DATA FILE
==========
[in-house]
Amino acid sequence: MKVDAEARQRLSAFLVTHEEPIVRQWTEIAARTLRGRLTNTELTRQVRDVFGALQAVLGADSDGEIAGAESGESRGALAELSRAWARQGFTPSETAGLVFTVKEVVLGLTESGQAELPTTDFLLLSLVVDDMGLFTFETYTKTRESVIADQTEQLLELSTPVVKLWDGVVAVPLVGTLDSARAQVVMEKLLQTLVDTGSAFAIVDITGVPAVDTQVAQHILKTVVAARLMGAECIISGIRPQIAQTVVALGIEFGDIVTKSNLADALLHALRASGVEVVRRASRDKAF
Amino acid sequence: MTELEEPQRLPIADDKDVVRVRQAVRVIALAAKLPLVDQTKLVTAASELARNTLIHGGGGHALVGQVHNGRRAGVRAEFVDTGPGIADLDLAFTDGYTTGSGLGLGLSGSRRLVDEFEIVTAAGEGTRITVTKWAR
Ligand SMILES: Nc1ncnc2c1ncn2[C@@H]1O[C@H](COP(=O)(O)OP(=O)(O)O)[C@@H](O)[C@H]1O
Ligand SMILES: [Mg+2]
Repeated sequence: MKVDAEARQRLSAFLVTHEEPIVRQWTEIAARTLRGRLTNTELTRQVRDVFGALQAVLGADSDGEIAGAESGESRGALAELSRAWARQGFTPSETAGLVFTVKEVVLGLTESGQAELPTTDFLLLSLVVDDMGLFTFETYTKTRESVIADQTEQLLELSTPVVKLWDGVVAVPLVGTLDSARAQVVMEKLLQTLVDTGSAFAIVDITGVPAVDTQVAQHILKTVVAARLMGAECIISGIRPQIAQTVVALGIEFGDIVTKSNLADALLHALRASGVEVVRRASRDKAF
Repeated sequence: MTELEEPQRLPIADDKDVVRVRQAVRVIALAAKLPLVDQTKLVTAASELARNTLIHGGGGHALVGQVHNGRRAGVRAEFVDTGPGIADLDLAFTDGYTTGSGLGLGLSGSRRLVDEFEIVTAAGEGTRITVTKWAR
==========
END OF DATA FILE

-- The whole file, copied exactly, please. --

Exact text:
[in-house]
Amino acid sequence: MKVDAEARQRLSAFLVTHEEPIVRQWTEIAARTLRGRLTNTELTRQVRDVFGALQAVLGADSDGEIAGAESGESRGALAELSRAWARQGFTPSETAGLVFTVKEVVLGLTESGQAELPTTDFLLLSLVVDDMGLFTFETYTKTRESVIADQTEQLLELSTPVVKLWDGVVAVPLVGTLDSARAQVVMEKLLQTLVDTGSAFAIVDITGVPAVDTQVAQHILKTVVAARLMGAECIISGIRPQIAQTVVALGIEFGDIVTKSNLADALLHALRASGVEVVRRASRDKAF
Amino acid sequence: MTELEEPQRLPIADDKDVVRVRQAVRVIALAAKLPLVDQTKLVTAASELARNTLIHGGGGHALVGQVHNGRRAGVRAEFVDTGPGIADLDLAFTDGYTTGSGLGLGLSGSRRLVDEFEIVTAAGEGTRITVTKWAR
Ligand SMILES: Nc1ncnc2c1ncn2[C@@H]1O[C@H](COP(=O)(O)OP(=O)(O)O)[C@@H](O)[C@H]1O
Ligand SMILES: [Mg+2]
Repeated sequence: MKVDAEARQRLSAFLVTHEEPIVRQWTEIAARTLRGRLTNTELTRQVRDVFGALQAVLGADSDGEIAGAESGESRGALAELSRAWARQGFTPSETAGLVFTVKEVVLGLTESGQAELPTTDFLLLSLVVDDMGLFTFETYTKTRESVIADQTEQLLELSTPVVKLWDGVVAVPLVGTLDSARAQVVMEKLLQTLVDTGSAFAIVDITGVPAVDTQVAQHILKTVVAARLMGAECIISGIRPQIAQTVVALGIEFGDIVTKSNLADALLHALRASGVEVVRRASRDKAF
Repeated sequence: MTELEEPQRLPIADDKDVVRVRQAVRVIALAAKLPLVDQTKLVTAASELARNTLIHGGGGHALVGQVHNGRRAGVRAEFVDTGPGIADLDLAFTDGYTTGSGLGLGLSGSRRLVDEFEIVTAAGEGTRITVTKWAR